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1001 Video Games You Must Play Before You Die

Tony Mott

Reviewed by James Renovitch, Fri., Dec. 17, 2010

In Print

1001 Video Games You Must Play Before You Die

edited by Tony Mott
Universe Publishing, 960 pp., $36.95

Universe Publishing apparently has a thing for numerology. It's given the 1,001 treatment to not only video games, but books, songs, albums, and beer. And while limiting the number of songs that must be heard to four digits would obviously be an interminable struggle, I wonder if there wasn't a bit of scrambling to find 1,001 truly noteworthy video games. Not to sound like a game snob, but six entries for Resident Evil and the original Excitebike gets snubbed? But isn't that the draw of list-oriented bathroom books such as this: Everybody loves to debate the intelligence of writers and editors who would dare include the overrated "X" and neglect to mention the brilliance of "Y." It's human nature.

The book's creators decided against ranking the entries, instead separating the games according to decade. The entries are listed in order of their release dates and include basic info and approximately 200 words describing the games and their merits. The book starts out strong with a history lesson detailing the 1970s foundation-laying games, followed by an exploration of the creative explosion of the 1980s. What's most compelling about these early titles and the stories behind them is that developers couldn't meet or defy expectations, because there were none.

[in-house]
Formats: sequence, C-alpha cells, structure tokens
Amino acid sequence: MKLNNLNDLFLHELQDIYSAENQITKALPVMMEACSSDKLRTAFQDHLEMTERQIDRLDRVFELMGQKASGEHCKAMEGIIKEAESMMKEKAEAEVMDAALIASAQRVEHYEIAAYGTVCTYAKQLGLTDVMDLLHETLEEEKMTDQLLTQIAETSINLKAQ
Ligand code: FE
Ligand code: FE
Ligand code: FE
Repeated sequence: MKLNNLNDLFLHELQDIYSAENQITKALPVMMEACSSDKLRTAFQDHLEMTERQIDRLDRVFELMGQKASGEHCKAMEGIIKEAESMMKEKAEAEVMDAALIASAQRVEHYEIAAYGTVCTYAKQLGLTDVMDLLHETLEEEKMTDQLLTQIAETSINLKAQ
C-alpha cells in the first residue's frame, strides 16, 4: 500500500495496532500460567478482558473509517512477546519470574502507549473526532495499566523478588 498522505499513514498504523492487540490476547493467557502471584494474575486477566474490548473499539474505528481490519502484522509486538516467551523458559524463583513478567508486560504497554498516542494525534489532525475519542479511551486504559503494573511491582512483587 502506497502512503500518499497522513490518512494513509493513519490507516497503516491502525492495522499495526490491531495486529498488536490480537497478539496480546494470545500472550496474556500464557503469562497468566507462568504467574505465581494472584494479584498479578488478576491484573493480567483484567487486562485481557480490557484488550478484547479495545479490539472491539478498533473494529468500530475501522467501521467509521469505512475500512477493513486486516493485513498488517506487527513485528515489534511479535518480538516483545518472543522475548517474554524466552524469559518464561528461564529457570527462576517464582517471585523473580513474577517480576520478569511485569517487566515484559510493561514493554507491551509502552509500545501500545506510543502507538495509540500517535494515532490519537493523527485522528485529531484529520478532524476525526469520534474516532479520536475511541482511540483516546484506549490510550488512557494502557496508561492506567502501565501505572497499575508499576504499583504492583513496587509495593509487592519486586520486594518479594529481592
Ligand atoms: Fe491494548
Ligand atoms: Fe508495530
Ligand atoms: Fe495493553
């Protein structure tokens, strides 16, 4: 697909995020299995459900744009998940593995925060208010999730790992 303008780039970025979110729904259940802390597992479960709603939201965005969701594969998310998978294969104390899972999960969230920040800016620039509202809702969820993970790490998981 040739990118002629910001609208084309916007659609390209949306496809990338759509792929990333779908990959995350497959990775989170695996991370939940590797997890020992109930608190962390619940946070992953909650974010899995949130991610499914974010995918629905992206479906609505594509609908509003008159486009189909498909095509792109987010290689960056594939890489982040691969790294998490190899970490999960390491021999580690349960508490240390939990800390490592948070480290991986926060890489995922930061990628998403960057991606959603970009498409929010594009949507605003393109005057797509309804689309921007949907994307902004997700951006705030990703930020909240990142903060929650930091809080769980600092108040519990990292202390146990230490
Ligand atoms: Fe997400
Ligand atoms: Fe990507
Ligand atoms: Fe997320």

It's a shame that these two decades only get the reader to page 177 of 960, especially since the book's readability tapers off as the Nineties approach. It goes without saying that the latter years of game culture are lousy with truly great titles and the writers who have been wrangled for this compendium are some of the best. But by the time you get to writing about the Final Fantasy series for the 11th time, there really just isn't much left to say. The blurbs start to blur together, and the reader finds skimming the titles and perusing the vibrant pictures more rewarding than dipping into the description of Rebelstar: Tactical Command. It's also interesting to note that the releases included in the chapter devoted to 2010 look surprisingly similar to the 8-bit titles of gaming's early days. Coincidence?

There are gems throughout and lesser-known titles readers will want to hunt down (many are downloadable on modern systems), but 1001 Video Games ultimately serves as a nostalgia trip in gaming's DeLorean, especially for those of us old enough to remember playing Moon Patrol in the Eighties.

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